Peter Beinart writes this:
[Rep. Peter King] … will hold hearings this week on terrorism by American Muslims. Think about that for a second. King isn’t holding hearings on domestic terrorism; he’s holding hearings on domestic terrorism by one religious group. Is most American terrorism Muslim terrorism? Actually, no. Over the last decade or so, there’s been at least as much domestic terrorism by folks like Timothy McVeigh, Theodore Kaczynski, Eric Rudolph (who bombed the 1996 Atlanta Olympics), Bruce Edwards Ivins (the main suspect in the 2001 anthrax attacks), and most recently, Jared Lee Loughner. But even if American Muslims are statistically more likely to commit terrorism than non-Muslims, it is still wrong to define the problem in religious terms. I’m pretty sure that in the 1950s, Jews—given their overrepresentation in the American Communist Party—were overrepresented as Soviet spies. Italians may have been overrepresented in organized crime. Yet for a member of Congress to define either Soviet subversion or organized crime as the province of a particular religious or ethnic group would still have been wrong.
But wait, you say, there’s a difference: It wasn’t their Jewishness that made Jews disproportionately join the Communist Party or their Italianness that made Italians disproportionately join the Mafia. Well, in a sense, it was. At a certain moment in time, certain aspects of Jewish-American or Italian-American sociology disproportionately predisposed Jews and Italians to certain problematic behavior. That may be true for Muslims today, but what the government should be targeting is the behavior, not the religious or ethnic group.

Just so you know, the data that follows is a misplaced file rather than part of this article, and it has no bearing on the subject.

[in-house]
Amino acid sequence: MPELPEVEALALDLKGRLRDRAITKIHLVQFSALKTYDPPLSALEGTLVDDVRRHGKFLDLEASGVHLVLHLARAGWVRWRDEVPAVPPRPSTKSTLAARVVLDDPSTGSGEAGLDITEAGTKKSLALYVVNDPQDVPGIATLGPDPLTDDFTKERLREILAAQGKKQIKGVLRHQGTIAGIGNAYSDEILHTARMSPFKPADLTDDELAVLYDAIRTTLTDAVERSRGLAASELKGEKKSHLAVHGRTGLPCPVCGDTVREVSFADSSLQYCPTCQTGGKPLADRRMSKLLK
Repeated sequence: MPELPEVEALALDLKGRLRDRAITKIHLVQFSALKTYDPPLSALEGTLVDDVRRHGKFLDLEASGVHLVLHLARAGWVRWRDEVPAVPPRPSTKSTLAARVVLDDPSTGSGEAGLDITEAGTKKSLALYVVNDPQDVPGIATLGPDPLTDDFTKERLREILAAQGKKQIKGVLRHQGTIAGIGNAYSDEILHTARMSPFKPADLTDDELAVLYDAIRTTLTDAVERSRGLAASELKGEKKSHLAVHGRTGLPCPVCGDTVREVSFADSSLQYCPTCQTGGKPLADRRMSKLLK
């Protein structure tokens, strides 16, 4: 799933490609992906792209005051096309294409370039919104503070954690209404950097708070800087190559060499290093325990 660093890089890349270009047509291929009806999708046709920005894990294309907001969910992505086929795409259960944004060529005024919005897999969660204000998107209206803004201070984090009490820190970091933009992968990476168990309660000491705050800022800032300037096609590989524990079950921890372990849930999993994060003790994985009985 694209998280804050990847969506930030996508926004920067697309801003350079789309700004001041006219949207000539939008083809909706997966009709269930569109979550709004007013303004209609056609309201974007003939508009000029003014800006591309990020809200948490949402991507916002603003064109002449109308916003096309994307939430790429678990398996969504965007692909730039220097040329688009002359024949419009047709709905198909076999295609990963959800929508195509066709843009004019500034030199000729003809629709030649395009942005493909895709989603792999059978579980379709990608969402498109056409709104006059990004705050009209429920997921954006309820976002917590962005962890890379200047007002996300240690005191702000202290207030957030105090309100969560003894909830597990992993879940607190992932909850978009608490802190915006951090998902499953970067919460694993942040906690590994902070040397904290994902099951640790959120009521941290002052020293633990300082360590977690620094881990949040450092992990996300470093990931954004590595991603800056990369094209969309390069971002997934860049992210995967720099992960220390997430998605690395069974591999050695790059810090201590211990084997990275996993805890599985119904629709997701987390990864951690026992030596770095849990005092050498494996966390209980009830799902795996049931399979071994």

This argument is quite stupid.
Political Islam is a real and lethal phenomenon. Those who are carrying out attacks, like Army Major Nidal Malik Hasan, the Fort Hood killer, and Faisal Shahzad, who was charged in the attempted bombing in Times Square, are doing so in the name of Islam. The problem therefore inherently defines itself in religious terms, making it qualitatively different from the examples Beinart uses. There is nothing analogous to Islamism in Christianity or Judaism right now. Now you can believe, as I do, that al-Qaeda’s interpretation of Islam is perverted and corrupting — but to deny the role political Islam plays in terrorism is delusional.
The U.S.-born cleric Anwar al-Awlaki, who is now hiding out in Yemen, preached to several of the September 11 hijackers in a mosque in San Diego and had a role in prompting the attempted Christmas Day airliner bombing. And Faisal Shahzad told investigators that Awlaki’s online lectures urging jihad as a religious duty helped inspire him to act. “[Awlaki’s] mix of scripture and vitriol has helped lure young Muslims into a dozen plots,” according to the New York Times.
Even Attorney General Eric Holder said in an interview that the alarming rise in the number of Americans who are eager to kill their fellow citizens “is one of the things that keeps me up at night. The threat has changed from simply worrying about foreigners coming here, to worrying about people in the United States, American citizens — raised here, born here, and who for whatever reason, have decided that they are going to become radicalized and take up arms against the nation in which they were born.”
So are we supposed to pretend that terrorist attacks on Americans aren’t rooted in a particular strand of Islam?
Of course, the fact that terrorism is being done in the name of Islam creates complications. Bigotry against all Muslims is a danger, which is why it’s crucial to point out time and again that the vast majority of Muslim Americans are patriotic people who have no sympathy for those trying to killer their fellow citizens. But with these clarifications in place, it would be insane to refuse to look into domestic terrorism because a noxious form of Islam is the radicalizing agent. It’s one thing if political correctness leads to silliness on university campuses; it’s quite another if it has deadly implications.